Monday, April 13, 2015

'Even bad books are books and therefore sacred.'

So long, Günter. There was a period of my life that lasted about ten years, maybe longer, when I was constantly reading Grass's novels. My first (bad, unpublished) novel steals a great deal from Dog Years and, now that I think about it, The Tin Drum. A couple of weeks ago I picked up a copy of Katz und Maus, the second book of the "Danzig Trilogy," which I intend to read auf Deutsch this summer. Maybe sooner.

6 comments:

  1. Yes, I agree: books are sacred.
    I wonder sometimes about people who never read books. I do not think I could live that kind of life. BTW, did you know that this week is National Library Week? I have offered a small tribute at Beyond Eastrod to the occasion.
    And I do remember being passionate about The Tin Drum many decades ago. I wonder if it would affect me the same way if I were to read it again now. Perhaps it is one of those books that I ought to leave shelved within my memory. Do you have books like that -- ones that you've read in the past but do not care to revisit (a strategy for preserving good memories of those reading experiences)?

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    1. I try to avoid reading anything I liked as a teen, frankly. It's not that I am afraid of spoiling my memory of it; mostly I'm sure that what I was reading back then was pretty bad. I'm willing to bet that Tin Drum holds up, though. I plan to read Grass's The Flounder again soon. That's one heck of a book.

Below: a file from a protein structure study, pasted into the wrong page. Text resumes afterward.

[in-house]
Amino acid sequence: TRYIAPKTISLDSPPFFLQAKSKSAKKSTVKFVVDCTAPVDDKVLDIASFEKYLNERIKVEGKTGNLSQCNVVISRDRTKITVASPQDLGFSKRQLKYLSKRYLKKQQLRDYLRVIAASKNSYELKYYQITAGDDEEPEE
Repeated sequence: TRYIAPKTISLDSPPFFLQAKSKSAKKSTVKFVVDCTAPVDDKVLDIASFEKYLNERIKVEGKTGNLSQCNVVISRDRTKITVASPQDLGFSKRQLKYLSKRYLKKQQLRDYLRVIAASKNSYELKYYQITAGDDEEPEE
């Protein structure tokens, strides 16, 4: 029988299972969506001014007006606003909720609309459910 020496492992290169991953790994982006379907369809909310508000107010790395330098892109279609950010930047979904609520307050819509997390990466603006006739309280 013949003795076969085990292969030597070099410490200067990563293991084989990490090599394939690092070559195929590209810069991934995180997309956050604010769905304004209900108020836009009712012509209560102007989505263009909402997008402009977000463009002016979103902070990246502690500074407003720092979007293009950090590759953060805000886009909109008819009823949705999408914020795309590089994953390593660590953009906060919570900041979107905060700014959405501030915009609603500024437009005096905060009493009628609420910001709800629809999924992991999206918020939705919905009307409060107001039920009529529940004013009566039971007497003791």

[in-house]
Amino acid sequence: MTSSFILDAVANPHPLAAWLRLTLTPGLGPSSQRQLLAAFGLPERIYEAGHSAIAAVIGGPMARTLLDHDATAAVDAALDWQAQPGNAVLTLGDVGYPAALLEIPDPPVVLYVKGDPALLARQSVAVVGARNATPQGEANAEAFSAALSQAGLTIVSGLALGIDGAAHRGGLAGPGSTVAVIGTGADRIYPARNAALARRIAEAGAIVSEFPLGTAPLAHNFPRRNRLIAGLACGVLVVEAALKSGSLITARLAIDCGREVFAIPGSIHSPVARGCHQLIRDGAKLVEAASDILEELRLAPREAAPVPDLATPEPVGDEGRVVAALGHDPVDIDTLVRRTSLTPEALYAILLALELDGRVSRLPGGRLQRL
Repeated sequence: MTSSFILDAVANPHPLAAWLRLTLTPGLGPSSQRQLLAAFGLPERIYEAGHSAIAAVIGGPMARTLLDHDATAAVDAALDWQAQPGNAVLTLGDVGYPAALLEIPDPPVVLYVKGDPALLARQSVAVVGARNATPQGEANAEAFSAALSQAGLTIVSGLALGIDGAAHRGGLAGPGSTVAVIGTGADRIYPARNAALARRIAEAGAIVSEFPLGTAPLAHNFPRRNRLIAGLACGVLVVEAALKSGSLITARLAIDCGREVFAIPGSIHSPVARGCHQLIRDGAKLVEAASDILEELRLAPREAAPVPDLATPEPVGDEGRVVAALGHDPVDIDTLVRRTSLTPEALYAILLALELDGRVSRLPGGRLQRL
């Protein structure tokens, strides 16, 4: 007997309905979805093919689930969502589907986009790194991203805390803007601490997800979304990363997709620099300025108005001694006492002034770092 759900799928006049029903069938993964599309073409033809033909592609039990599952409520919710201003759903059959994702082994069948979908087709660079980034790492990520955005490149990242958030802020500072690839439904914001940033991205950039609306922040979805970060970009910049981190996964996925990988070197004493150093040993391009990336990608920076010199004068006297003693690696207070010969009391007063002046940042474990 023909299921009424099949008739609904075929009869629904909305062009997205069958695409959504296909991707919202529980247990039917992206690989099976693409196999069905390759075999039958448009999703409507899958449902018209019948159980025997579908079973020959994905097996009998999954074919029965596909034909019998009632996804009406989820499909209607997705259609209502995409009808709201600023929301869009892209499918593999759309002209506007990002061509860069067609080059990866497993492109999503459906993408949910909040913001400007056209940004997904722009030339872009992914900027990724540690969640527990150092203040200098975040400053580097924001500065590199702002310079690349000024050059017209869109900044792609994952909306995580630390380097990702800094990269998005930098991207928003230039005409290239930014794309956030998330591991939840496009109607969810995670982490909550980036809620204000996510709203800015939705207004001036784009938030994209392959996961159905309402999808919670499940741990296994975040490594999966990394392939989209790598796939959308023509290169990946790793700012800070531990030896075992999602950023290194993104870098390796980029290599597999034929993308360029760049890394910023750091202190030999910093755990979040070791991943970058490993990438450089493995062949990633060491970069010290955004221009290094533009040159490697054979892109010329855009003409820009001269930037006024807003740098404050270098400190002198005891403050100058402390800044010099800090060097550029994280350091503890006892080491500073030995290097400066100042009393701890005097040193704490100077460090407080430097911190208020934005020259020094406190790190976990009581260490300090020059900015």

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    2. I guess I'll find out soon; Tin Drum is on my TBR pile.

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    3. I stole a whole bit about eel fishing from The Tin Drum for my own novel. I didn't realize I'd stolen from Grass until I was working on the fourth or fifth draft. It's a good book; lots of stuff to plunder--I mean, hugely inspirational.

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  2. Yes, The Flounder is a fine book. The Tin Drum is of course a favorite, too.

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    1. I also have a fondness for Local Anesthetic despite all the gull droppings. Maybe next year I'll read a lot of Gunter Grass novels.

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